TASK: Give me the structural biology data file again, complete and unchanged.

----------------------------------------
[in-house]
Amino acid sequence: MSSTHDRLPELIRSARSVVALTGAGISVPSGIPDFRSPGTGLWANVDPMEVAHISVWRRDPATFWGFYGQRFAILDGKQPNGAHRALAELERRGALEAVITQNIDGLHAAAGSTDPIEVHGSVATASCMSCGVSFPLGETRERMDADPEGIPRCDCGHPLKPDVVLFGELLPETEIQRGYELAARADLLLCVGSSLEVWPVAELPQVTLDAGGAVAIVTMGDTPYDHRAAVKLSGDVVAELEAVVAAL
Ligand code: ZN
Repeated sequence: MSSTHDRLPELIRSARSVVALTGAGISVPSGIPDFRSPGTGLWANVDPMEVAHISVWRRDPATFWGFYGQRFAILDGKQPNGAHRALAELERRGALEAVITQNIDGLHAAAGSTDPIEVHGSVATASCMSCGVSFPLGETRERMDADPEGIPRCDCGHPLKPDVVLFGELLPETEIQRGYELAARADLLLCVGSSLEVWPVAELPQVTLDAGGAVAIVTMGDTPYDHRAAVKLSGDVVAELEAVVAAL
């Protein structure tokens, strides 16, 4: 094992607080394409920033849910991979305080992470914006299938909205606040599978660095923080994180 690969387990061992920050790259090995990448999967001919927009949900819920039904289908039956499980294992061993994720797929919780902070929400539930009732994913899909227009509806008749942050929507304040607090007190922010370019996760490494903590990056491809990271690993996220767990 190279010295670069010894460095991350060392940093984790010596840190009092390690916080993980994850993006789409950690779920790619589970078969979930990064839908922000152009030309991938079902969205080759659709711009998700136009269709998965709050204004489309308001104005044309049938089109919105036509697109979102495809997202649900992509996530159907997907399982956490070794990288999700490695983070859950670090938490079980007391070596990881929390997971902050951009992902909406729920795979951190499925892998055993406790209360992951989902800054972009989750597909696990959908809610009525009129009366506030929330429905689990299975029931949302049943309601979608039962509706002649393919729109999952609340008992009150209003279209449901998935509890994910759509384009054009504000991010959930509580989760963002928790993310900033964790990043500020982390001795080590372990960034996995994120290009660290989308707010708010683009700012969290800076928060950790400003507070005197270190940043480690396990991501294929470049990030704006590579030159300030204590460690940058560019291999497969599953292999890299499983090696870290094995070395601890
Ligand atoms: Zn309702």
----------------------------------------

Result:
[in-house]
Amino acid sequence: MSSTHDRLPELIRSARSVVALTGAGISVPSGIPDFRSPGTGLWANVDPMEVAHISVWRRDPATFWGFYGQRFAILDGKQPNGAHRALAELERRGALEAVITQNIDGLHAAAGSTDPIEVHGSVATASCMSCGVSFPLGETRERMDADPEGIPRCDCGHPLKPDVVLFGELLPETEIQRGYELAARADLLLCVGSSLEVWPVAELPQVTLDAGGAVAIVTMGDTPYDHRAAVKLSGDVVAELEAVVAAL
Ligand code: ZN
Repeated sequence: MSSTHDRLPELIRSARSVVALTGAGISVPSGIPDFRSPGTGLWANVDPMEVAHISVWRRDPATFWGFYGQRFAILDGKQPNGAHRALAELERRGALEAVITQNIDGLHAAAGSTDPIEVHGSVATASCMSCGVSFPLGETRERMDADPEGIPRCDCGHPLKPDVVLFGELLPETEIQRGYELAARADLLLCVGSSLEVWPVAELPQVTLDAGGAVAIVTMGDTPYDHRAAVKLSGDVVAELEAVVAAL
């Protein structure tokens, strides 16, 4: 094992607080394409920033849910991979305080992470914006299938909205606040599978660095923080994180 690969387990061992920050790259090995990448999967001919927009949900819920039904289908039956499980294992061993994720797929919780902070929400539930009732994913899909227009509806008749942050929507304040607090007190922010370019996760490494903590990056491809990271690993996220767990 190279010295670069010894460095991350060392940093984790010596840190009092390690916080993980994850993006789409950690779920790619589970078969979930990064839908922000152009030309991938079902969205080759659709711009998700136009269709998965709050204004489309308001104005044309049938089109919105036509697109979102495809997202649900992509996530159907997907399982956490070794990288999700490695983070859950670090938490079980007391070596990881929390997971902050951009992902909406729920795979951190499925892998055993406790209360992951989902800054972009989750597909696990959908809610009525009129009366506030929330429905689990299975029931949302049943309601979608039962509706002649393919729109999952609340008992009150209003279209449901998935509890994910759509384009054009504000991010959930509580989760963002928790993310900033964790990043500020982390001795080590372990960034996995994120290009660290989308707010708010683009700012969290800076928060950790400003507070005197270190940043480690396990991501294929470049990030704006590579030159300030204590460690940058560019291999497969599953292999890299499983090696870290094995070395601890
Ligand atoms: Zn309702």